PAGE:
CANNABIS EDIBLES. Although you may think them to be yummy, hidden sugars in your baking goods can be harmful to your teeth.

                                 Image result for pot edibles

MUNCHIES. People are often very hungry after consuming cannabis so be sure to rinse with water and brush after you eat your snack.

STAINING. Cannabis smoke stains the teeth. Your yummy edibles  cause the  lose of tooth enamel and increases cavity risk.         

                           Image result for image stain teeth

So before you let Cannabis go to your head… or your mouth, speak to us if you notice any changes in your oral health before it becomes too painful and too costly. We are here to help.

Dr. Sharon Walden, DDS

                     Image result for cannabis flower




Everyone wants whiter teeth but at what cost?

                                             white teeth red lips

There are so many products out there. How are you supposed to know what will work for you?

Professional whitening systems have been around for decades. They have been tested and proven to work. I myself have used them since dental school. There was initial concerns with sensitivity but this has become less of an issue since the formulation has been changed and improved. The technique is very simple and safe and the risks are minimal.  Custom trays make applications easy whether you do DAY TIME or NIGHT TIME treatments. When prescribed by a dental health care professional you get the best results you can possibly get.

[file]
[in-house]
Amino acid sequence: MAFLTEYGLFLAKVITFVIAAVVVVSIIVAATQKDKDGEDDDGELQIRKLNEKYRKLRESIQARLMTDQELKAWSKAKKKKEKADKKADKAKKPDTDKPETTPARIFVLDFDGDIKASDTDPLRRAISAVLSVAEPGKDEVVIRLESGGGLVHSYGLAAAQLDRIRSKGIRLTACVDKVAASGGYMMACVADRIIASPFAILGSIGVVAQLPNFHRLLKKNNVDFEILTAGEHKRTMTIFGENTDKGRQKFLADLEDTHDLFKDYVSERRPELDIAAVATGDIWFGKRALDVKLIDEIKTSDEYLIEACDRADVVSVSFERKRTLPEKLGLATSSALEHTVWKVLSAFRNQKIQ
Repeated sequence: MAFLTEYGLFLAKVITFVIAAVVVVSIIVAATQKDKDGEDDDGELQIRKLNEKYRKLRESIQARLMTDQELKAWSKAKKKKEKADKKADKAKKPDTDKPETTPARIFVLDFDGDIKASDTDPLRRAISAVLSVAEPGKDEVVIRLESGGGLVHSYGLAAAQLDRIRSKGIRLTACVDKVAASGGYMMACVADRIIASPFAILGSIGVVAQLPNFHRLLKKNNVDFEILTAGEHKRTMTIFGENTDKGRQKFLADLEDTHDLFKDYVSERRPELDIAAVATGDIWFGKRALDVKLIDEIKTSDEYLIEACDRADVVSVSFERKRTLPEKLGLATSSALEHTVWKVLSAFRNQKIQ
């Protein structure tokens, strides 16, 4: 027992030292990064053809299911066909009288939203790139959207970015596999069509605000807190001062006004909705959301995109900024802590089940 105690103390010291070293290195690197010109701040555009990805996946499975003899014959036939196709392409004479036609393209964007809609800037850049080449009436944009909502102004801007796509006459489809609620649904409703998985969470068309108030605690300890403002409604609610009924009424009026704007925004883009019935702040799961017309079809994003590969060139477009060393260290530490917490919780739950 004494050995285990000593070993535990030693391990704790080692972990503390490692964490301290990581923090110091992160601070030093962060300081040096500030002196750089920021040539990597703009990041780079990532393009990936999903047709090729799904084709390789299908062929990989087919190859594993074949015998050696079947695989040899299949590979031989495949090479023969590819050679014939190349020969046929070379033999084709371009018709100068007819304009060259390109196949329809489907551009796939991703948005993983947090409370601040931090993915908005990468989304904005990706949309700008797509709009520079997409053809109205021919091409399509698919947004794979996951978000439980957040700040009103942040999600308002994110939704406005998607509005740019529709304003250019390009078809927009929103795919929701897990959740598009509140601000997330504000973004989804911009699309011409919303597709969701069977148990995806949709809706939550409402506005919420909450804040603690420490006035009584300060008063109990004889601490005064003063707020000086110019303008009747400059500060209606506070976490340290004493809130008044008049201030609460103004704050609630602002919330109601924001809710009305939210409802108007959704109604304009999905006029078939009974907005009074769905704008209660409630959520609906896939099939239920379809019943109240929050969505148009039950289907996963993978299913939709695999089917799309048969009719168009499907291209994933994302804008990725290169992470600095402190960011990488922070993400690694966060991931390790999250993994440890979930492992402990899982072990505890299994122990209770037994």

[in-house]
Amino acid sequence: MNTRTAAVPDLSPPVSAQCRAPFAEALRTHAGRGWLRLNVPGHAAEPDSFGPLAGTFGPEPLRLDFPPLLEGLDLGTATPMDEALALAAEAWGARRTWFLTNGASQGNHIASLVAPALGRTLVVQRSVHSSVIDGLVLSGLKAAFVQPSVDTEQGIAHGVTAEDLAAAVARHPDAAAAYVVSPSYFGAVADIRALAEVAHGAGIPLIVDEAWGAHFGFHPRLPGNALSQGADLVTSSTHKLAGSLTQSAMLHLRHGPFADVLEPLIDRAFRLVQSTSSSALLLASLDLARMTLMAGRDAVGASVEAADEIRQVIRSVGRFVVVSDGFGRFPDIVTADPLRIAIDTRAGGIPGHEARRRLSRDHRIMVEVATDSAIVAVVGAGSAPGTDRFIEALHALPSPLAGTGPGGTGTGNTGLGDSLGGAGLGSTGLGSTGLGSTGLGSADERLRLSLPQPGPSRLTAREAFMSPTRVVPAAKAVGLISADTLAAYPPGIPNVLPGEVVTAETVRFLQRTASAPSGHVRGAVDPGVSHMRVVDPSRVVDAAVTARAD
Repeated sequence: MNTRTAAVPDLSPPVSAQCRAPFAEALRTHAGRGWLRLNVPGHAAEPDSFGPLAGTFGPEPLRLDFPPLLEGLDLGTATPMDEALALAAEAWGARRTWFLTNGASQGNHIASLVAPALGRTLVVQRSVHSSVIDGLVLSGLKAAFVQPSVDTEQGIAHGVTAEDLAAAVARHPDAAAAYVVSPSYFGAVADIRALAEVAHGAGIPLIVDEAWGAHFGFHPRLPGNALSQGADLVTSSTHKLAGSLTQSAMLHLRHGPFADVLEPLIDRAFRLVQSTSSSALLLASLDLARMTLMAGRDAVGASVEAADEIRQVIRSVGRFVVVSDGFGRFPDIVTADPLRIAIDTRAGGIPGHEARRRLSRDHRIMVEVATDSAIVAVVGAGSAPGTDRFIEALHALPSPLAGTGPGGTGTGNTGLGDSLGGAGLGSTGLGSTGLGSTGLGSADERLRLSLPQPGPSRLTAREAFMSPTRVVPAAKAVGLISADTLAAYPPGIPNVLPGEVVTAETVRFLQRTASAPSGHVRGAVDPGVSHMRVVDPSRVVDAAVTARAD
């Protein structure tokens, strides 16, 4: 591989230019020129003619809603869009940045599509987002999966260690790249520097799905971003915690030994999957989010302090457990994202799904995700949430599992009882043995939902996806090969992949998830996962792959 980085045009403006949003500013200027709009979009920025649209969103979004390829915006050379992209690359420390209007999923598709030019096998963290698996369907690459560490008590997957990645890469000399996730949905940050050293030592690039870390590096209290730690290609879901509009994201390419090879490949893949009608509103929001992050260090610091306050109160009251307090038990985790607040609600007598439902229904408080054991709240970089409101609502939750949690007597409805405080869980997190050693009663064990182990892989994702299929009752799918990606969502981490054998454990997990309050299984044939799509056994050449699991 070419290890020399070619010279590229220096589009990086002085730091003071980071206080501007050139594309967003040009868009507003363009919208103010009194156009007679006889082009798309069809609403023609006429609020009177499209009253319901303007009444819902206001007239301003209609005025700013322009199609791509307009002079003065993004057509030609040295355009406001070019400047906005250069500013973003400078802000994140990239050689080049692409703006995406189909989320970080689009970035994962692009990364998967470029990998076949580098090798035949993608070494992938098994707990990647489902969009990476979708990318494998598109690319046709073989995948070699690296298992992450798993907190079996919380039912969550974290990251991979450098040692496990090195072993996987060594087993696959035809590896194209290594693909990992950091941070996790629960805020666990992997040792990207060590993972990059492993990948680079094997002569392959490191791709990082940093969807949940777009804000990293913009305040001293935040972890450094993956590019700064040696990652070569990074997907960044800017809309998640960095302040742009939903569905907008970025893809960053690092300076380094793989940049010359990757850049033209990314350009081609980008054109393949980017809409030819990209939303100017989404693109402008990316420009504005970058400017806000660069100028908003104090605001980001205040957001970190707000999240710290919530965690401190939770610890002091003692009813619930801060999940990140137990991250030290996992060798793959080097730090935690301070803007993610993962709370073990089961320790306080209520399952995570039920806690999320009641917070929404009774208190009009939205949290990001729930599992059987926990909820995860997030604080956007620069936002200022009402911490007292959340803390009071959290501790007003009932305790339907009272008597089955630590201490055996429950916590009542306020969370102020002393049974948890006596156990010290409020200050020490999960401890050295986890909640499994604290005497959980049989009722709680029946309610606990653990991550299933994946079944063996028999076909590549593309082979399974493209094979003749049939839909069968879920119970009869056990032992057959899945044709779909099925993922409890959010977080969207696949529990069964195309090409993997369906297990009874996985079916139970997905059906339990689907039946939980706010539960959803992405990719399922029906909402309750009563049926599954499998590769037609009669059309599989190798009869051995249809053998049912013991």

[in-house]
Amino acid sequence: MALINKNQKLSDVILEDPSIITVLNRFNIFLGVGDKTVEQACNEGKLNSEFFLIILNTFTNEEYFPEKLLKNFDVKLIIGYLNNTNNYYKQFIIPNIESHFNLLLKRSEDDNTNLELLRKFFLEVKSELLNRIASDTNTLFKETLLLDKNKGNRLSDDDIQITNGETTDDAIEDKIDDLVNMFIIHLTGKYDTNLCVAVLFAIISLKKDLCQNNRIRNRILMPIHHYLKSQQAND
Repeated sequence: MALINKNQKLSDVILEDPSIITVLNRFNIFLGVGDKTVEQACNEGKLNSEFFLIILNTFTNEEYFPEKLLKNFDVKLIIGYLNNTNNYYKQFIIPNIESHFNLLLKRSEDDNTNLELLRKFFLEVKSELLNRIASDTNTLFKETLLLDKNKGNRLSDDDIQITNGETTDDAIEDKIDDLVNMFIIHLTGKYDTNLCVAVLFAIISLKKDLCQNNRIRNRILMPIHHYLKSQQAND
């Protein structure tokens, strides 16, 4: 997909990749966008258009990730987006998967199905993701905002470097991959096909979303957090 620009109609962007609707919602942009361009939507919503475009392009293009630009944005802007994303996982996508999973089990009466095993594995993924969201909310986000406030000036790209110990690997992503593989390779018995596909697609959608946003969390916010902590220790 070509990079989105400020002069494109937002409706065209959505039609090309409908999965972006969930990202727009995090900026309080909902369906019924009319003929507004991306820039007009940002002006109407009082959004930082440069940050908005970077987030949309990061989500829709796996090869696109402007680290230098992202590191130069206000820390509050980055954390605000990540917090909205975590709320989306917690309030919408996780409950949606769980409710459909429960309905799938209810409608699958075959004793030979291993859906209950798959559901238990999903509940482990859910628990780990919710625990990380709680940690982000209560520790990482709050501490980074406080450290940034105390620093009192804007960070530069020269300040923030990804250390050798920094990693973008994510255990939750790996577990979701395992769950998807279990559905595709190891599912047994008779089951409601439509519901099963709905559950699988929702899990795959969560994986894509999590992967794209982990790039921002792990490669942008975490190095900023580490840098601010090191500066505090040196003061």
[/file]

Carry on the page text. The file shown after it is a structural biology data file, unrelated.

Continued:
And then there are endless over the counter products. The lasted craze are the ACTIVATED CHARCOAL TOOTHPASTES.

Charcoal comes form coal, wood or petroleum. Activated charcoal is created when the coal is heated in the presence of a gas. This product has more space or internal “pores which gives the charcoal the ability to trap chemicals.

Activated charcoal has been used in medicine to treat poisonings, reduce intestinal gas (flatulence) and lower cholesterol levels. Activated charcoal is also used topically in bandages for helping heal wounds and to improve the appearance of skin. Most recently it has been used in the treatment of acne by purifying pores.

So can activated charcoal whiten your teeth if it binds to toxins? There is no formal evidence that it does. The FDA has approved activated charcoal for health issues but neither the American Dental Association nor the Canadian Dental Association have currently approved it for use in dentistry.